Process improvement: Been there, done that?

The following article originally appeared on

At Ricoh Australia, process improvement is part of the bedrock of the organisation. Since embarking on a quality improvement project just over 12 months ago, its processes have been documented, acted upon, referred to and improved on a continual basis. Teams from every department are empowered and equipped to develop ideas that improve quality and consistency, enhance customer service, reduce waste, streamline effort and make the business operate more efficiently. The benefits arising from the innovations introduced in recent months include more motivated staff and closer customer relationships. When you walk into the company, you can feel the energy and engagement.

Then there are organisations where process improvement has been attempted in the past with dramatically different results. Following a one-off project, seen as successful enough in its day, the resulting pages of procedures documents are viewed as something akin to an audit exercise. Any initial benefits have long been forgotten and eventually the value of even trying to manage those processes is questioned.

Such contrasting experiences raise a number of questions: How do some organisations get their process culture so right, while others experience failure? Why are some teams more engaged with process and improvement, while others just seem too busy for it all?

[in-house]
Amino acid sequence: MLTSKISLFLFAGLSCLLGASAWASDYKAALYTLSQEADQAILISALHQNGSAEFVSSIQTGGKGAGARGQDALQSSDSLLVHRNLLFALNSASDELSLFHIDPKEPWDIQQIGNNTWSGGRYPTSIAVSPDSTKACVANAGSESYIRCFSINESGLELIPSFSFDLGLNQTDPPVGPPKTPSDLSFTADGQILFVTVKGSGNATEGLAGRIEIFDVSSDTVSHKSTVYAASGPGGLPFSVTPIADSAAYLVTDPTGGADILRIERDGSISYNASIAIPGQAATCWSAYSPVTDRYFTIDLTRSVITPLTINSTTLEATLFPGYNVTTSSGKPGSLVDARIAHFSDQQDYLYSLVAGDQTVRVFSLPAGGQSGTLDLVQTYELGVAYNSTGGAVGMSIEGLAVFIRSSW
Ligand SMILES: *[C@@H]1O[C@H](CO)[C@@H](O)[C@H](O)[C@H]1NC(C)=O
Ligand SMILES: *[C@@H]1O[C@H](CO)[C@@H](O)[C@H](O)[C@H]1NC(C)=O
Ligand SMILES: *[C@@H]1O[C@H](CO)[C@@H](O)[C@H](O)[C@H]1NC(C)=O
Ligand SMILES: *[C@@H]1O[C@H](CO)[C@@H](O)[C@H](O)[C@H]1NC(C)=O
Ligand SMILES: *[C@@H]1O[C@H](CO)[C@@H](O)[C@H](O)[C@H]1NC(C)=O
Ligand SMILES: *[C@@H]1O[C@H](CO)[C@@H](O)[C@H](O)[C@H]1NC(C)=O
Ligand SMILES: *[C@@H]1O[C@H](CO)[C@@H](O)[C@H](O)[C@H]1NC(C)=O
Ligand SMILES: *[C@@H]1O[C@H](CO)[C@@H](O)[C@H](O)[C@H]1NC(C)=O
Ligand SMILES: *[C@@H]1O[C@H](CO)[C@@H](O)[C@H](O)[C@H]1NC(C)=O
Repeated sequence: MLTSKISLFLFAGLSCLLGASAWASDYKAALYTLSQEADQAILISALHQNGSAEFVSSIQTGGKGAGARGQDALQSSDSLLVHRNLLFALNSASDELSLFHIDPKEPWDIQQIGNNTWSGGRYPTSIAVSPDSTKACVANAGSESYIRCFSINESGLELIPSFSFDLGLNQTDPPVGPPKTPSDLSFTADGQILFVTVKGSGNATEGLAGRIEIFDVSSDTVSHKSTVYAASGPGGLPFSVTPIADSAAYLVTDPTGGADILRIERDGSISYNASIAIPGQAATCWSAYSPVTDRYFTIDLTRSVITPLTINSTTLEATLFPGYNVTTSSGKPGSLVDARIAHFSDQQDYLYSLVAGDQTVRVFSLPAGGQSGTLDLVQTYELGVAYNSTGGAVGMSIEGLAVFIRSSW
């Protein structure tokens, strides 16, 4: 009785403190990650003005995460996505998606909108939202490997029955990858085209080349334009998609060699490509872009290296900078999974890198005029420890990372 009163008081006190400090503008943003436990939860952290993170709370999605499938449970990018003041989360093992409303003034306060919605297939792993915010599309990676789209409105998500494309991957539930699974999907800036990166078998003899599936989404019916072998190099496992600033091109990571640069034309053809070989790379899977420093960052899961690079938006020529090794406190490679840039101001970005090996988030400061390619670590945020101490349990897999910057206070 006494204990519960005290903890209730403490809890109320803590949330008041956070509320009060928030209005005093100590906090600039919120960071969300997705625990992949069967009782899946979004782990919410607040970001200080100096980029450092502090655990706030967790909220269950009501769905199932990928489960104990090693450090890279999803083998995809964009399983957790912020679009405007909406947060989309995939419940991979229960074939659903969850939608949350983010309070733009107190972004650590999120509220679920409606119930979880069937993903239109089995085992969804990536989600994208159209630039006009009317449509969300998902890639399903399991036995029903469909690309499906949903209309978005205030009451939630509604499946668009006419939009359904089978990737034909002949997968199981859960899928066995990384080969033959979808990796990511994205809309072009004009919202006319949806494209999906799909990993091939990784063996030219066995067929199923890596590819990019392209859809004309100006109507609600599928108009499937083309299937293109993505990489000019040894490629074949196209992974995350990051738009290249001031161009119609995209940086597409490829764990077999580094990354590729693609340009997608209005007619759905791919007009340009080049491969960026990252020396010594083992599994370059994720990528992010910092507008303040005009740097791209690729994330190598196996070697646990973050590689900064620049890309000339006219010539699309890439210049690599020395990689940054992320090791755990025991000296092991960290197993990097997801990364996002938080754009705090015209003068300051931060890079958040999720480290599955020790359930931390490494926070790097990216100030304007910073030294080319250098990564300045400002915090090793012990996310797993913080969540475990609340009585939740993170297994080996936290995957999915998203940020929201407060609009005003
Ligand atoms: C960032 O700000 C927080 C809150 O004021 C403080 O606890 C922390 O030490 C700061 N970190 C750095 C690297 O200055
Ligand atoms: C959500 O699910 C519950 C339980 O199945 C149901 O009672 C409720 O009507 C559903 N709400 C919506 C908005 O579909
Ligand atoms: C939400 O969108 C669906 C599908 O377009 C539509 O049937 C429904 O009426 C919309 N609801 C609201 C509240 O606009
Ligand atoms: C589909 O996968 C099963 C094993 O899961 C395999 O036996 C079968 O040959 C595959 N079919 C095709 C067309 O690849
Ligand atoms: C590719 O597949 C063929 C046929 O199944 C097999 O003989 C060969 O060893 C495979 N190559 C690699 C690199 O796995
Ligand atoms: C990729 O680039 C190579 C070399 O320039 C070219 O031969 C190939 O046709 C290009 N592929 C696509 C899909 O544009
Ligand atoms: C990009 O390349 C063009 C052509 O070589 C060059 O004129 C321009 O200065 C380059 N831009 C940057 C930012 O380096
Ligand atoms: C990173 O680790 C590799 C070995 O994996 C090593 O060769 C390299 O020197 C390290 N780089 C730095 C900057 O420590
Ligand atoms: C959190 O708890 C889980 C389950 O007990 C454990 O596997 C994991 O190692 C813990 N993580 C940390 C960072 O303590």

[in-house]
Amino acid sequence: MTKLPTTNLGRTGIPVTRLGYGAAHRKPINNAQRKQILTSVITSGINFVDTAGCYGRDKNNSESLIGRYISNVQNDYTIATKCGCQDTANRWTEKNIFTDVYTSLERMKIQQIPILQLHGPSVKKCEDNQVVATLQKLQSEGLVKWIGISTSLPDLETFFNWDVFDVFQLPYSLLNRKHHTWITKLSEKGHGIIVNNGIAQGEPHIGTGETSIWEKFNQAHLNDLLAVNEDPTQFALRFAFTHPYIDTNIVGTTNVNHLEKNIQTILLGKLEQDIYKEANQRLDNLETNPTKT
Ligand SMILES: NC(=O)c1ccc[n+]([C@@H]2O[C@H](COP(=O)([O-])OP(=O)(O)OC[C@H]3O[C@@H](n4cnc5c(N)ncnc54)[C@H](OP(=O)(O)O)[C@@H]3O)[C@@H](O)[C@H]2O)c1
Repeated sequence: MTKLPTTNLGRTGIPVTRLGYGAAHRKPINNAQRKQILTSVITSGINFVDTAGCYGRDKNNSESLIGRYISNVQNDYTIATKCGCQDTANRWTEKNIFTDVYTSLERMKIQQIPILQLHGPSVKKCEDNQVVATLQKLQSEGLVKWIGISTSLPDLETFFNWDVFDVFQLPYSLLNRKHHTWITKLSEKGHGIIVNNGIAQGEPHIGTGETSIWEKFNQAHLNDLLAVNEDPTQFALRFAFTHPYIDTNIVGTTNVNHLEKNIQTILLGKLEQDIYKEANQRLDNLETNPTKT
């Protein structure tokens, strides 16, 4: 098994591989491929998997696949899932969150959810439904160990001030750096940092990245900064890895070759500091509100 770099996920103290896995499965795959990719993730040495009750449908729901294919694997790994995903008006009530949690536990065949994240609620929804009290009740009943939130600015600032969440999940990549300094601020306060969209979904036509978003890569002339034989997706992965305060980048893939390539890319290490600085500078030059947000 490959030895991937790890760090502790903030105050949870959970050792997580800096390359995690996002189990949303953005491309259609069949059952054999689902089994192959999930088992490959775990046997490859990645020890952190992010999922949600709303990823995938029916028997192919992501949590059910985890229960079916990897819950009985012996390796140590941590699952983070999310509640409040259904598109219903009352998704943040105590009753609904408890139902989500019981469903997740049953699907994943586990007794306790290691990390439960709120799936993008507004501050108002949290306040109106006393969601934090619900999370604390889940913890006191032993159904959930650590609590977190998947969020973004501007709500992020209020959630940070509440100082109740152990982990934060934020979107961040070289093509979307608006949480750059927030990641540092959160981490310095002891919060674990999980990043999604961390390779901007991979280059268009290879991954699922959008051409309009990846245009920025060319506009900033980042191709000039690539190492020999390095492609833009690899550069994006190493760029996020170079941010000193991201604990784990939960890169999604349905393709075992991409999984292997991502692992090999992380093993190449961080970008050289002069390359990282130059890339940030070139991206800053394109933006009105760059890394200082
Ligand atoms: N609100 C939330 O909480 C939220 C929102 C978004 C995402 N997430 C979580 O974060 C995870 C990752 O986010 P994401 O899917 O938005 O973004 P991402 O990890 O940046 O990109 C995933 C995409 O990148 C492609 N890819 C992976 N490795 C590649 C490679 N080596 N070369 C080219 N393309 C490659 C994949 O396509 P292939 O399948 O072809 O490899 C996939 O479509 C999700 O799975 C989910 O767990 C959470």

Here are the top three reasons process improvement efforts don’t work.

1. Too much focus on documentation

A fundamental problem with business process management projects over the last three decades has been the belief that process improvement is synonymous with documentation. There is a misguided belief that if we’re three quarters of the way through documenting our processes, we should be three quarters of the way towards realising the benefits from all this effort.

This attitude is an example of aiming at the wrong goal posts. If the processes are inefficient or poor quality, writing them down isn't in itself going to change a thing. Simply compiling a list of better processes won't change anything either.

To gain real benefits, process management must be intimately tied to improvement. It has to be continual and second nature. Almost a living, breathing part of everyday business.